The program also includes high-end 3D graphics intended to allow the athlete to visually interact with the program, which triggers a mind-body connection.
Injury Prevention and Treatment
When athletes are healthy, balanced, and have good stress management strategies, like EPR biofeedback, then the probability for injury is decreased. By monitoring the athlete for the earliest signs of distress, it easier to identify and treat overtraining, poor recovery, insomnia, nutritional imbalance, or other factors that increase the chance of injury. Of course, not all injuries can be prevented.
When an injury occurs, INDIGO Biofeedback bioresonance programs should be used in conjunction with standard medical interventions to dramatically accelerate healing and recovery.
Results are surprising, especially when done frequently.
The excessive demands of world-class training require quality rest and recovery. All current EPR biofeedback athletes are impressed with the improved recovery time they experience when using the device regularly. Quick recovery translates into better training tolerance and improved contest preparation (particularly between heats or events). During high-volume training cycles and as athletes get closer to peaking, they often struggle more with sleep, digestion, and rejuvenation.
As the body becomes more stressed, the autonomic nervous system gets stuck in a “sympathetic-dominant” state, which increases the likelihood of injury, infection, and emotional distraction.
One of the most intriguing abilities of the INDIGO Biofeedback System is in providing insight into mental and emotional states. With a skilled operator, very specific emotional stress and historical information can be uncovered with uncanny accuracy and effectiveness. Discussing relevant emotional stress with athletes helps to validate their emotions and helps them to consciously comprehend the impact that emotional factors have on performance.
All athletes have full lives, and athletics are only a part. Their ability to deal with concerns about family, peers and coaches, finances, relationships, competition pressure and other events in their lives have profound impact on competitiveness. This capability serves as a perfect complement for sport psychology and mental conditioning performed by the athletes’ trained counselors and coaches.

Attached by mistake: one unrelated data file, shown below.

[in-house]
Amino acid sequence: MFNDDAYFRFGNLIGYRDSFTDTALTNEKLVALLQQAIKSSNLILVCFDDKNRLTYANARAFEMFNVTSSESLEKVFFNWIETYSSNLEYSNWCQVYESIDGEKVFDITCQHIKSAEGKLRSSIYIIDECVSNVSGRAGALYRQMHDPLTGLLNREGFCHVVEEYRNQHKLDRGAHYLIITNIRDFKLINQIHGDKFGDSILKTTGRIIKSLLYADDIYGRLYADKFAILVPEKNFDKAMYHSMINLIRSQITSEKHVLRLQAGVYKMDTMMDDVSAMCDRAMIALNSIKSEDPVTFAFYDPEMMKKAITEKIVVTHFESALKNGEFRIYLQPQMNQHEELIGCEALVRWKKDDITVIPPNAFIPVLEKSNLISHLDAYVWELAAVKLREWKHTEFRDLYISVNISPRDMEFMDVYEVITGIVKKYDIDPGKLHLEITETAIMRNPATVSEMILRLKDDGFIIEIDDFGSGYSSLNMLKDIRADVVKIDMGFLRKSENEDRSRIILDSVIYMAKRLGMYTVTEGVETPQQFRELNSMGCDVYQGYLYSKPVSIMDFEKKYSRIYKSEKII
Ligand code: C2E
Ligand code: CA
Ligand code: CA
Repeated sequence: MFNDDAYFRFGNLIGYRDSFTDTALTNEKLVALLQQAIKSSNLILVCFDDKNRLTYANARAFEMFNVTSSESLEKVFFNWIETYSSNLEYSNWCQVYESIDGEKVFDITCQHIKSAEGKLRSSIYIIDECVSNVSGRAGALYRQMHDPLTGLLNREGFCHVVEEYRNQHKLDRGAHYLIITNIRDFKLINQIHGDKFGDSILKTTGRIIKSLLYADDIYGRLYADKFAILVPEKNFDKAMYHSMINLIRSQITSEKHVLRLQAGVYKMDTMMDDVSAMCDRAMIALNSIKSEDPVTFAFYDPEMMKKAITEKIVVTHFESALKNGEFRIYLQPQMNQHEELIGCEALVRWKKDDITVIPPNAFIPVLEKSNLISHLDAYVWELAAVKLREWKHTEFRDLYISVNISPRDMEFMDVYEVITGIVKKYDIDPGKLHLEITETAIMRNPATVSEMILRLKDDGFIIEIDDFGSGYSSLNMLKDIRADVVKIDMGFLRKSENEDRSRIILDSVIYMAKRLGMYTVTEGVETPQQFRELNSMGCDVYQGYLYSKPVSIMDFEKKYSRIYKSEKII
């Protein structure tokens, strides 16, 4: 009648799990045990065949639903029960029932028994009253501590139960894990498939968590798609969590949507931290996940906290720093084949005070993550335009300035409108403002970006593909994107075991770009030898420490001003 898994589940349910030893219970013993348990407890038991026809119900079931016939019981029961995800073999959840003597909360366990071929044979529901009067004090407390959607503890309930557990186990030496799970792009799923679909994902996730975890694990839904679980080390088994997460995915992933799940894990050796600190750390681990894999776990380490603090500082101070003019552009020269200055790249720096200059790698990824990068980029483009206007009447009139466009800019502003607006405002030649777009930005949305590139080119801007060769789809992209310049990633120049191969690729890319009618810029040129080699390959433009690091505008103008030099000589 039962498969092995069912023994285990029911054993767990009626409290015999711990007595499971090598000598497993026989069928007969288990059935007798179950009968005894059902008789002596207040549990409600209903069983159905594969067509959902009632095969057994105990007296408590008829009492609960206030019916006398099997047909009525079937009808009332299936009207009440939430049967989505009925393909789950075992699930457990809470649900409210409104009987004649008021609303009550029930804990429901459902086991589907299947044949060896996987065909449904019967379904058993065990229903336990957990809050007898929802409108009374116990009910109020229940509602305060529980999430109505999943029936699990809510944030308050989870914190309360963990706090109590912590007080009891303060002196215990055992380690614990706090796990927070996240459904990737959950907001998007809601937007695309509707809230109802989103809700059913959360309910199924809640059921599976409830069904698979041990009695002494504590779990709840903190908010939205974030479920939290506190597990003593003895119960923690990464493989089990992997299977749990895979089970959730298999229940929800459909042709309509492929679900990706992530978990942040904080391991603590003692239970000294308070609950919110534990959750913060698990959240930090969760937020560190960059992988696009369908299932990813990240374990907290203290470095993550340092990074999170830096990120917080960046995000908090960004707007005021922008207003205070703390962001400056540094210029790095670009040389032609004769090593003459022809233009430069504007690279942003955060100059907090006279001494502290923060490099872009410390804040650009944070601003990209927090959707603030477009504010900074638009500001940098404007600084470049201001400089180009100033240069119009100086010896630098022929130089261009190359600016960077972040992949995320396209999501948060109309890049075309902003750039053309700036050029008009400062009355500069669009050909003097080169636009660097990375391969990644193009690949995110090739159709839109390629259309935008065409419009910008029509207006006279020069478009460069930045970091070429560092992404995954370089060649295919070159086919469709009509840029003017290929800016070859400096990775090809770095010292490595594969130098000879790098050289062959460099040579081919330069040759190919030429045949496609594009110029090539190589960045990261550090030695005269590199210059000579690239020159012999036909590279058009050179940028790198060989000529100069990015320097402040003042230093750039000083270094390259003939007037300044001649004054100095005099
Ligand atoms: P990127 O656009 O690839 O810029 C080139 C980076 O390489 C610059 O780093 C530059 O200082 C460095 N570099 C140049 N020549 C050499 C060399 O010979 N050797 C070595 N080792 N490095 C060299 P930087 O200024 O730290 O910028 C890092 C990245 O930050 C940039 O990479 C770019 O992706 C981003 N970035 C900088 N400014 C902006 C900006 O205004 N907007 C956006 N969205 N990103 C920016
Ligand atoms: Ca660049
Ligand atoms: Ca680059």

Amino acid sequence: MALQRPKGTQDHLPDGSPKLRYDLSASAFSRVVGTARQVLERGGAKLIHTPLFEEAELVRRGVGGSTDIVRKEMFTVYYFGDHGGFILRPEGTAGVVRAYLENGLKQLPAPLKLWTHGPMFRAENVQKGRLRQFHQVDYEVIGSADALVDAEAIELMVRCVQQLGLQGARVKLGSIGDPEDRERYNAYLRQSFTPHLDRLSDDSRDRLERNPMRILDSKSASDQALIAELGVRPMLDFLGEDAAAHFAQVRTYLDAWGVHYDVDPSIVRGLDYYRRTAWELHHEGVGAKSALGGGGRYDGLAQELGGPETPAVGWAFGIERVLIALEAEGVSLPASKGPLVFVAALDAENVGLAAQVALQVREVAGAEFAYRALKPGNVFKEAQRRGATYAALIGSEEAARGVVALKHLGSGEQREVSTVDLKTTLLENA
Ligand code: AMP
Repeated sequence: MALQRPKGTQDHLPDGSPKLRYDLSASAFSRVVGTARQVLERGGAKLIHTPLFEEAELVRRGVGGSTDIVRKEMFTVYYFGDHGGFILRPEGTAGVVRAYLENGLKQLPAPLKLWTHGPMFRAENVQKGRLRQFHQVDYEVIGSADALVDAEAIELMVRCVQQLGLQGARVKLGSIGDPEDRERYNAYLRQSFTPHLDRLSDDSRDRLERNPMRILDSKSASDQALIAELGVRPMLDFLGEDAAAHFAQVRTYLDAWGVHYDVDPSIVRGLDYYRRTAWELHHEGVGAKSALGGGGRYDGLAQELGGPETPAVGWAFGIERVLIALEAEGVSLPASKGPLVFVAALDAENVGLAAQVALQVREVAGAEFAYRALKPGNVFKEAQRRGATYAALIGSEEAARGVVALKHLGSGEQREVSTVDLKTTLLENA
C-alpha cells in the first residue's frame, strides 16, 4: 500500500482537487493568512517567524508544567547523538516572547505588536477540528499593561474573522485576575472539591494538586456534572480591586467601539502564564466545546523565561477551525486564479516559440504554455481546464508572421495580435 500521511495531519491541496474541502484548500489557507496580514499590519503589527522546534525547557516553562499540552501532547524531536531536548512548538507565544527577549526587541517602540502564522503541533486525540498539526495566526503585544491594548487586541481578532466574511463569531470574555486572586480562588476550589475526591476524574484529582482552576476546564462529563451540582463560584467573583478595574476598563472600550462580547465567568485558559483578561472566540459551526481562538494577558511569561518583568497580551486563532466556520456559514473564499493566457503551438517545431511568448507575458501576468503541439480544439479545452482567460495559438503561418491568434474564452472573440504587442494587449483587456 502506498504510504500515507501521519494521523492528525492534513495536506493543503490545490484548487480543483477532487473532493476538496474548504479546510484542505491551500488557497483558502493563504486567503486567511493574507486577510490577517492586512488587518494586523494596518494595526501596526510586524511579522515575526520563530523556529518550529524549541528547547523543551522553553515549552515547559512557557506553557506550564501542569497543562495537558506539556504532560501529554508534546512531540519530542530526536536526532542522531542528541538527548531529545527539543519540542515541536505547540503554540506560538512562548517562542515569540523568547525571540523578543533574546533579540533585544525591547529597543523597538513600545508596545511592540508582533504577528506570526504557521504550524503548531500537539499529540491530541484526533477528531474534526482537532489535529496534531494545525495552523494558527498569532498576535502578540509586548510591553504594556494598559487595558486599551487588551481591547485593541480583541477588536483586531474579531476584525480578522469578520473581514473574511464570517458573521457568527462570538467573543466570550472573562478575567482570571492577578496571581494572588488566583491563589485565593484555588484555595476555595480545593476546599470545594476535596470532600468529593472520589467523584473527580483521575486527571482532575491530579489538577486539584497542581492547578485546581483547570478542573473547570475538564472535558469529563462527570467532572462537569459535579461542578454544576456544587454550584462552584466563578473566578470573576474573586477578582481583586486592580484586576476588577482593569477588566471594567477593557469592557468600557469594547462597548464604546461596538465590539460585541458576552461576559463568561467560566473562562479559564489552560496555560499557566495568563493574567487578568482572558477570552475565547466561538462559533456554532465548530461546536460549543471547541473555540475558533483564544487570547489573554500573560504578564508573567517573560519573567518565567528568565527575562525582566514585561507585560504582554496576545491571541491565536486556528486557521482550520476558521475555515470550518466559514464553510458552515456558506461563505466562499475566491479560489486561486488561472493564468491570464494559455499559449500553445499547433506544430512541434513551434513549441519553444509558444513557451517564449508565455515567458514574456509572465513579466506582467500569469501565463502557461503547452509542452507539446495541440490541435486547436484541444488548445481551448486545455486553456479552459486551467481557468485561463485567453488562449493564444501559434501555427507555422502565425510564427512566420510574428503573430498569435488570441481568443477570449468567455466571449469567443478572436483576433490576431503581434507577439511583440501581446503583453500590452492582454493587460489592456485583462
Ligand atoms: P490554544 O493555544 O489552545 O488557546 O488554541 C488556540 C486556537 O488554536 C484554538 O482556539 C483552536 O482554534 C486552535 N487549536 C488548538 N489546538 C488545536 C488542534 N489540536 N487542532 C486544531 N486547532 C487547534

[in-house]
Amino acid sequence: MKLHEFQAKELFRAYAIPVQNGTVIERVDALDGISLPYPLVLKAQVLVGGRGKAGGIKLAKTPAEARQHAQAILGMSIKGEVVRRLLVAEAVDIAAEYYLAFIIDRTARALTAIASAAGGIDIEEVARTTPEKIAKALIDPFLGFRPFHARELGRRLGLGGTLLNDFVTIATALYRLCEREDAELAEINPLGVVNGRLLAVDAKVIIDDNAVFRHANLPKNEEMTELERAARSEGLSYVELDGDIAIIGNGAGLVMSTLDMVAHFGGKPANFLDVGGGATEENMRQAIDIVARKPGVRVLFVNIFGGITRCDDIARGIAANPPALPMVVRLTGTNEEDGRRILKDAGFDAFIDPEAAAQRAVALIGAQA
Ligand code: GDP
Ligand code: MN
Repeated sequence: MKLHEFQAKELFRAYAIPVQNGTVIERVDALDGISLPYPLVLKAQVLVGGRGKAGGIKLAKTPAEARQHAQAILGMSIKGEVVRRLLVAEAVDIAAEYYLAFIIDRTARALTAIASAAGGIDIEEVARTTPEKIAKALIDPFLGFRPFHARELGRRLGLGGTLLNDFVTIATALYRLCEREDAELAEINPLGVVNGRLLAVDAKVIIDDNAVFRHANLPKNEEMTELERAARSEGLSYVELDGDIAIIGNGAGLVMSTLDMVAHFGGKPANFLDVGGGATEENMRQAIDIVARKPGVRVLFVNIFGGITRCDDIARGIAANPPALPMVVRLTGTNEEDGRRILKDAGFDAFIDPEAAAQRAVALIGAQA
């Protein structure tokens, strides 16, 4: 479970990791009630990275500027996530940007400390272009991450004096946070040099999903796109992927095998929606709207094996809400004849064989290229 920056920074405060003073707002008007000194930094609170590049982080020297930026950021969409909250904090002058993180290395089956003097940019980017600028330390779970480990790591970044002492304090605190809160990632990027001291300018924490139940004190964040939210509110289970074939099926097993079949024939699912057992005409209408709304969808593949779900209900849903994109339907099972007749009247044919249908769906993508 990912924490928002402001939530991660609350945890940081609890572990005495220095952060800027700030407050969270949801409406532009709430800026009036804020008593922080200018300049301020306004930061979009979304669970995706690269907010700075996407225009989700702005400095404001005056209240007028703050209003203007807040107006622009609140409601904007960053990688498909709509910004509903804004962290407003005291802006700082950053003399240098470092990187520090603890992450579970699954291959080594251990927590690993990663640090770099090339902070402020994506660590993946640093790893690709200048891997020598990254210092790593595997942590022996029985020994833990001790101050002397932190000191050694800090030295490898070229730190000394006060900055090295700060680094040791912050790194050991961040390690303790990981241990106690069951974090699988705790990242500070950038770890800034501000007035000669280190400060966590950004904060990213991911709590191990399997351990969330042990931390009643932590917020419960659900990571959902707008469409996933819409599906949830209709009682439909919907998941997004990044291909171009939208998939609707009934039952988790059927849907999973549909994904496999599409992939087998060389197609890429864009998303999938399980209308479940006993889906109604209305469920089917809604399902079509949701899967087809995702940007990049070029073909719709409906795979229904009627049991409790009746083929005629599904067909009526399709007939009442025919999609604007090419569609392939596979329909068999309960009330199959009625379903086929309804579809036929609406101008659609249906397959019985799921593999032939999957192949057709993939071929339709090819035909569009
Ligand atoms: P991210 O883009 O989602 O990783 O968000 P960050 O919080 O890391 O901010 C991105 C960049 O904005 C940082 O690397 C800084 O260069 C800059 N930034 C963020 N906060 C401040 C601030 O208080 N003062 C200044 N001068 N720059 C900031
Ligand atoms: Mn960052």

Peak Performance Written by Jeff Sutton, H.B.Sc., C.S.C.S. – Calgary AB
THE HISTORY OF BIOFEEDBACK
The accuracy and reliability of the INDIGO Biofeedback System is based on decades of research conducted in the fields of bio-energetic and bio-response medicine.
It incorporates some of the best elements of electro-medicine, vibrational medicine, and energetic medicine. Electro medicine, or the use of energetic modalities to treat physical ailments, is considered one of the oldest and most documented sciences known.
The subtler and more profound applications of the concept of the body electric are just being discovered now; but the long history of great minds and thinkers contributing to this body of knowledge is impressive.
Below is a brief, and very elementary review of some of the pivotal discoveries and influences in the field. These are just a few of the pioneers who used electrical impulses to learn more about the condition of the body and to help the body heal itself.
5th Century BC
The Greek philosophers Democritus and Leucippus proposed that matter was made up of tiny, indivisible particles they called atom, or in Greek “a-tomos”, including the human body.
Medical professionals of ancient Greece also learned that the electrical impulses emitted from electric eels in clinical foot baths relieved pain and produced a favorable influence on the blood circulation.
Doctors Largus and Dioscorides documented substantial therapeutic results with electrical currents in circulatory disorders and in the management of pain from neuralgia, headache, and arthritis.